[Bloat] [Starlink] [Cake] [Make-wifi-fast] [Cerowrt-devel] Due Aug 2: Internet Quality workshop CFP for the internet architecture board

Dick Roy dickroy at alum.mit.edu
Sun Aug 8 01:04:07 EDT 2021




From: Starlink [mailto:starlink-bounces at lists.bufferbloat.net] On Behalf Of
Bob McMahon
Sent: Monday, August 2, 2021 8:23 PM
To: David Lang
Cc: starlink at lists.bufferbloat.net; Make-Wifi-fast; Cake List;
codel at lists.bufferbloat.net; cerowrt-devel; bloat
Subject: Re: [Starlink] [Cake] [Make-wifi-fast] [Cerowrt-devel] Due Aug 2:
Internet Quality workshop CFP for the internet architecture board


The distance matrix defines signal attenuations/loss between pairs.  

[RR] Which makes it a path loss matrix rather than a distance matrix

It's straightforward to create a distance matrix that has hidden nodes
because all "signal  loss" between pairs is defined.  Let's say a 120dB
attenuation path will cause a node to be hidden as an example.

     A    B     C    D 

A   -   35   120   65

B         -      65   65

C               -       65

D                         -

So in the above, AC are hidden from each other but nobody else is. It does
assume symmetry between pairs but that's typically true.

[RR] I'm guessing you really mean reciprocal rather than symmetric. An RF
channel is reciprocal if the loss when A is transmitting to B is the same as
that when B is transmitting to A. When the tx powers and rx sensitivities
are such that when combined with the path loss(es) the "link budget" is  the
same in both directions, the links are balanced and therefore have the same

The RF device takes these distance matrices as settings and calculates the
five branch tree values (as demonstrated in the video). 

There are limitations to solutions though but I've found those not to be an
issue to date. I've been able to produce hidden nodes quite readily. Add the
phase shifters and spatial stream powers can also be affected, but this
isn't shown in this simple example.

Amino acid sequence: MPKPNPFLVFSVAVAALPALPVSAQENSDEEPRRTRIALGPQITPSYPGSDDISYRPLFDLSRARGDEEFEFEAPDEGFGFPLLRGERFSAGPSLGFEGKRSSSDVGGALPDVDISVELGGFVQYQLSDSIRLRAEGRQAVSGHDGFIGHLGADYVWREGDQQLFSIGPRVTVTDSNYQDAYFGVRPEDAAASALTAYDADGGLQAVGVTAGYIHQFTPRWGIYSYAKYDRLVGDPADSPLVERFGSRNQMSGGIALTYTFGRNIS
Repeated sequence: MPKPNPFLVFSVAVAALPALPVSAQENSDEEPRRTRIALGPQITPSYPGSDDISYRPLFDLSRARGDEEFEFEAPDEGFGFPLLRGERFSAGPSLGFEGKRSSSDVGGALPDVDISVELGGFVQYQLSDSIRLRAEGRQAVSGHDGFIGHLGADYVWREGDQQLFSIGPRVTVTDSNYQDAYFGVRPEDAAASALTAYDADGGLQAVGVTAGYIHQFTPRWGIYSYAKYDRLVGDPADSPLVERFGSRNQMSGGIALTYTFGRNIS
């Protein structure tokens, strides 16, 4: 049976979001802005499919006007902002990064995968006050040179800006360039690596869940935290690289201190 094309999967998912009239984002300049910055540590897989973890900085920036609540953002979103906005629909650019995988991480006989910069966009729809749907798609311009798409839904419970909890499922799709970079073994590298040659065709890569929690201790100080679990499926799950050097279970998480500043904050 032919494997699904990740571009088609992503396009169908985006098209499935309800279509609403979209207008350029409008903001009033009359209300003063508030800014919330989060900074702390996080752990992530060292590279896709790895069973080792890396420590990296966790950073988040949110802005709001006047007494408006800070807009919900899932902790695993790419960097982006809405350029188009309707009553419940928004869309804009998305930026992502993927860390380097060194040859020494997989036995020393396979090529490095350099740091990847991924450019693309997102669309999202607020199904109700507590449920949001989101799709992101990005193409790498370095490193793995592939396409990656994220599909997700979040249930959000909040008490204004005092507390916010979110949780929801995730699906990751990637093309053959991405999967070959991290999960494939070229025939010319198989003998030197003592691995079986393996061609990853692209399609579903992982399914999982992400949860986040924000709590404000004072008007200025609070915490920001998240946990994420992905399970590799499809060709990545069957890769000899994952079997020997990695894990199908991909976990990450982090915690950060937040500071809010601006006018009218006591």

On Mon, Aug 2, 2021 at 8:12 PM David Lang <david at lang.hm> wrote:

I guess it depends on what you are intending to test. If you are not going
tinker with any of the over-the-air settings (including the number of
transmitted in one aggregate), the details of what happen over the air don't

matter much.

But if you are going to be doing any tinkering with what is getting sent,
you ignore the hidden transmitter type problems, you will create a solution
seems to work really well in the lab and falls on it's face out in the wild 
where spectrum overload and hidden transmitters are the norm (at least in
areas), not rare corner cases.

you don't need to include them in every test, but you need to have a way to 
configure your lab to include them before you consider any
ready to try in the wild.

David Lang

On Mon, 2 Aug 2021, Bob McMahon wrote:

> We find four nodes, a primary BSS and an adjunct one quite good for lots
> testing.  The six nodes allows for a primary BSS and two adjacent ones. We
> want to minimize complexity to necessary and sufficient.
> The challenge we find is having variability (e.g. montecarlos) that's
> reproducible and has relevant information. Basically, the distance
> have h-matrices as their elements. Our chips can provide these h-matrices.
> The parts for solid state programmable attenuators and phase shifters
> aren't very expensive. A device that supports a five branch tree and 2x2
> MIMO seems a very good starting point.
> Bob
> On Mon, Aug 2, 2021 at 4:55 PM Ben Greear <greearb at candelatech.com> wrote:
>> On 8/2/21 4:16 PM, David Lang wrote:
>>> If you are going to setup a test environment for wifi, you need to
>> include the ability to make a fe cases that only happen with RF, not with
>> wired networks and
>>> are commonly overlooked
>>> 1. station A can hear station B and C but they cannot hear each other
>>> 2. station A can hear station B but station B cannot hear station A 3.
>> station A can hear that station B is transmitting, but not with a strong
>> enough signal to
>>> decode the signal (yes in theory you can work around interference, but
>> in practice interference is still a real thing)
>>> David Lang
>> To add to this, I think you need lots of different station devices,
>> different capabilities (/n, /ac, /ax, etc)
>> different numbers of spatial streams, and different distances from the
>> AP.  From download queueing perspective, changing
>> the capabilities may be sufficient while keeping all stations at same
>> distance.  This assumes you are not
>> actually testing the wifi rate-ctrl alg. itself, so different throughput
>> levels for different stations would be enough.
>> So, a good station emulator setup (and/or pile of real stations) and a
>> RF chambers and
>> programmable attenuators and you can test that setup...
>>  From upload perspective, I guess same setup would do the job.
>> Queuing/fairness might depend a bit more on the
>> station devices, emulated or otherwise, but I guess a clever AP could
>> enforce fairness in upstream direction
>> too by implementing per-sta queues.
>> Thanks,
>> Ben
>> --
>> Ben Greear <greearb at candelatech.com>
>> Candela Technologies Inc  http://www.candelatech.com

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